The biggest question that any viewer is bound to have after the end of season five — where Hannah is shown to have taken up running to deal with the realities of her life, including her parents choosing to stay together despite knowing her father is gay — is whether or not Hannah and Jessa will becomes friends again. The trailer doesn't tell us anything about what Jessa and Adam are upto, which is a smart move.
Jessa, Adam and Hannah
Season five ends with both of them having a massive physical fight in which their apartment is completely torn apart. Things have been broken in anger, threats have been made and ironically, while all this happens, Hannah leaves a fruit basket outside their house, happy with the fact that she has truly left them behind.
It remains to be seen how Adam and Jessa come to terms with their fight. Fans will hope Jessa and Hannah can find some reason to make peace (they're my favourites), and even though it is naive to expect some sort of happy reunion where all four women walk down Manhattan a la Sex And The City, Jessa and Hannah are truly the heroes of the show. They are an example of a real friendship (just like Jessa tells Adam in season five), one where they don't necessarily talk to each other and fight like crazy, but they're still friends. Cracks are natural, in every relationship, and trust Girls to portray that in such a heart-warming manner.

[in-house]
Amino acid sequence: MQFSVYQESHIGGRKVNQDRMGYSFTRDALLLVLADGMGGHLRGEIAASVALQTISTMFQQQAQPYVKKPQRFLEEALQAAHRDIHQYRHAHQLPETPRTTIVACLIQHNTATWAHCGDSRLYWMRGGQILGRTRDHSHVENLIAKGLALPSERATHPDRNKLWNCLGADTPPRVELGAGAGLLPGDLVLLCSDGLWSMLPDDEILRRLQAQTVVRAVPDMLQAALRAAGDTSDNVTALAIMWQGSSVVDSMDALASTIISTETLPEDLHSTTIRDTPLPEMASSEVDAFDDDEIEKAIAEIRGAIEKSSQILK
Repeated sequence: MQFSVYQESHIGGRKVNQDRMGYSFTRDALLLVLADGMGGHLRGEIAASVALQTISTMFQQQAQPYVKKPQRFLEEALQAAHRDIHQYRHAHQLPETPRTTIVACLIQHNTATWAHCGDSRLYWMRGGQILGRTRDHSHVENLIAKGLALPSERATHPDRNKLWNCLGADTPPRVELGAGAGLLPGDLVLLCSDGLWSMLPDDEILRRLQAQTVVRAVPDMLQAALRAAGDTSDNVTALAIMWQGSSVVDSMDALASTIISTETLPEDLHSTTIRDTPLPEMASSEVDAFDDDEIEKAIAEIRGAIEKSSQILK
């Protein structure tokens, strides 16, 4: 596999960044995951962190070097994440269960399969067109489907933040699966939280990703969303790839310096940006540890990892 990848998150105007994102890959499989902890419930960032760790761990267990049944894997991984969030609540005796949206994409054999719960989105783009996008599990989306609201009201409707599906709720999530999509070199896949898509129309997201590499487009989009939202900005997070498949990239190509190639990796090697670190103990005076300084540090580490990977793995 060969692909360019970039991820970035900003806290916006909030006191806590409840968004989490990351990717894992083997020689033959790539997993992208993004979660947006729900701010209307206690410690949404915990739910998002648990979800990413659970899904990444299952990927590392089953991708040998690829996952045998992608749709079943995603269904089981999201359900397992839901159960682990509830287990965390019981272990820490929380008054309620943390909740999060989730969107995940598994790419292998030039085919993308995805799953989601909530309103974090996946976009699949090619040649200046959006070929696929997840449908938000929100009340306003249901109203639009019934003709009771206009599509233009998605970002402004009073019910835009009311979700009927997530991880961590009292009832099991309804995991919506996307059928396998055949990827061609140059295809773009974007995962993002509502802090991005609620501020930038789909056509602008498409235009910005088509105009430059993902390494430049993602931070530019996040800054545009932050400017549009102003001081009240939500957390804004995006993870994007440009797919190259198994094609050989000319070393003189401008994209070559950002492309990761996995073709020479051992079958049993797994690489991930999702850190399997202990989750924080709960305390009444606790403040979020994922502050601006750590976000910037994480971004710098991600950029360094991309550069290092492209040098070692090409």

Marnie, Ray and Shoshanna
Marnie is a tricky character. She defies pretty much everything she sets out for herself but Williams' portrayal of her character makes you want to sympathise with her. She continues to tour and work with Desi, her ex-husband, with whom she has formed a music unit. Meanwhile, she sleeps with Ray, the girls' friend who owns a coffee shop. Ray used to date Shoshanna in the first few seasons, but is in love with Marnie, and has no idea about her double-crossing him with Desi.
Shoshanna helps out the owner of Ray's coffee shop by using her experience in marketing to lure more customers, and in season six, she finally seems to have found the success she has been looking for. What I'm hoping to see is whether Shoshanna has more scenes with the other girls, since the last few seasons have focused more on her individual journey. While we're at it, let's just state for the record: #TeamRayAndShoshanna
Hannah and Marnie